1.       It further widens the age and ability range for kindergarten which requires teachers to further expand their already strained focus. People are sending their kids to kindergarten at nearly 6.5 (this was a point that PT used to argue for red-shirting.) other people are sending their freshly turned 5 year olds to school as indicated by the cutoff. And if we all keep doing that doesn’t it just push the date up further and further? Until a kid born in July, then June and so on, are bullied into red-shirting? Someone has to be the youngest in school, it just is. If I got to pick the cut off would be June 1st, that way it gives people a few months to wrestle with the idea of their 5 year olds starting school and parental emotion can be taken out of the equation a bit.
2.       It is an option disproportionately unavailable to poor and working parents. Red shirting requires an extra year of child care and in a climate where that is unaffordable I think it is wrong to incentivize it. If anything we should get all kids into school sooner and let curriculum reflect that.   
3.       It is gaming the system. The talk used to be more about size….let your kid get bigger and better at things like sports. Now the conversation avoids that and pretends to focus on “maturity” because size makes it sound more explicitly like what it is, a way to game the system. But for public schools to thrive we need less of this than more. For my kid he will likely always be the smallest, treating that like it is a disability is not ok. If he was having motor skills issues and an OT thought a year would be helpful that’s one thing. A year for him to grow taller? Maybe we can just help our kids not be assholes to short kids? And I have a sinking suspicion that it starts with us parents (this mom at preschool drop-off, who I’d never spoken a single work to said, “He’s starting K next year? HE’S SO TINY” in front of the whole class.)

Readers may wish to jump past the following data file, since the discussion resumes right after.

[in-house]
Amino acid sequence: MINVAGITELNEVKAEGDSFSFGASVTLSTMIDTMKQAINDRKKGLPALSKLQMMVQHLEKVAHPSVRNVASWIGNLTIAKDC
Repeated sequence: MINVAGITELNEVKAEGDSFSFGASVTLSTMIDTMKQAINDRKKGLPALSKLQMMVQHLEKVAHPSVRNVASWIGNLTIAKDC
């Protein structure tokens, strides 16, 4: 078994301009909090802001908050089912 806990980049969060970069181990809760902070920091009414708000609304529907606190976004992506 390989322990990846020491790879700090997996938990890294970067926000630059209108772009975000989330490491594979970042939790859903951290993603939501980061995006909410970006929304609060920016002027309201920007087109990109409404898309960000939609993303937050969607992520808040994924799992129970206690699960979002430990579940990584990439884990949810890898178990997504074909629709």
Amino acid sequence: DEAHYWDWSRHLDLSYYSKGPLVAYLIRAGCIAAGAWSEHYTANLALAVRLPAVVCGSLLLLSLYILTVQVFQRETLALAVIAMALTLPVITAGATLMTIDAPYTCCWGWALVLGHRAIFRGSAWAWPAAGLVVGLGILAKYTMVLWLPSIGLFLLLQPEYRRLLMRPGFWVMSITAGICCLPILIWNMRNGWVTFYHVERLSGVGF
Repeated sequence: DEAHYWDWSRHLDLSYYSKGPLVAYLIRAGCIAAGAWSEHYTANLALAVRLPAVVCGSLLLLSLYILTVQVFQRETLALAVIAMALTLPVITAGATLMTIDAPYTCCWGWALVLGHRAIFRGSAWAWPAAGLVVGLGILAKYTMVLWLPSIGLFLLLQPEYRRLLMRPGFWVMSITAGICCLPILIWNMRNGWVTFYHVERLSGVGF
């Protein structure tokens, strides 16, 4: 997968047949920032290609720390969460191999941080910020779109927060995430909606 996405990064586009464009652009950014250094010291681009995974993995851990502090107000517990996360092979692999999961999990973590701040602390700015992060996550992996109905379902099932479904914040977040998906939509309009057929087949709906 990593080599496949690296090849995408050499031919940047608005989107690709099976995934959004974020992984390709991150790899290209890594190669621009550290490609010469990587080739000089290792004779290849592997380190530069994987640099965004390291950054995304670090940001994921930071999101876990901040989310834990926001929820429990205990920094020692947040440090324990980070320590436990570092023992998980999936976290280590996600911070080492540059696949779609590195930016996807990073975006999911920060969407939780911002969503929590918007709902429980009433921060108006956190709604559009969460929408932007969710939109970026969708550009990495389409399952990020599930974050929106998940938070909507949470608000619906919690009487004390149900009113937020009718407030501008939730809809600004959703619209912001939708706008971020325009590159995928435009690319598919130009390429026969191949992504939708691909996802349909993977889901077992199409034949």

4.       That spread in ages? It perpetuates through school until you have high schoolers ranging from 13-19 years old.
5.       He is a normal, developing and thriving kid. Why would we make this kind of decision without there being a true developmental reason? He absolutely has things to work on to be ready and I guess this is where I get a bug in my shorts. That’s what I want from preschool. I want them to have the expectation of him that in the next 6-9 months he is making progress in the areas he needs to for school. I feel like these kids considered “young” are being written off. This idea that they have this luxury of an additional year so there’s no need to help them progress now. It is wrong and it is unfair. I want my kid to be asked to rise to the occasion and then evaluate where he struggles to do that.
The points that are bringing me down:
1.       Everyone is doing it. When PT said this to me my response was, “you have to be what you want to see.” But if we have a de facto cutoff date based on everyone red-shirting (except the poor and blissfully clueless) then isn’t that just the new cutoff date?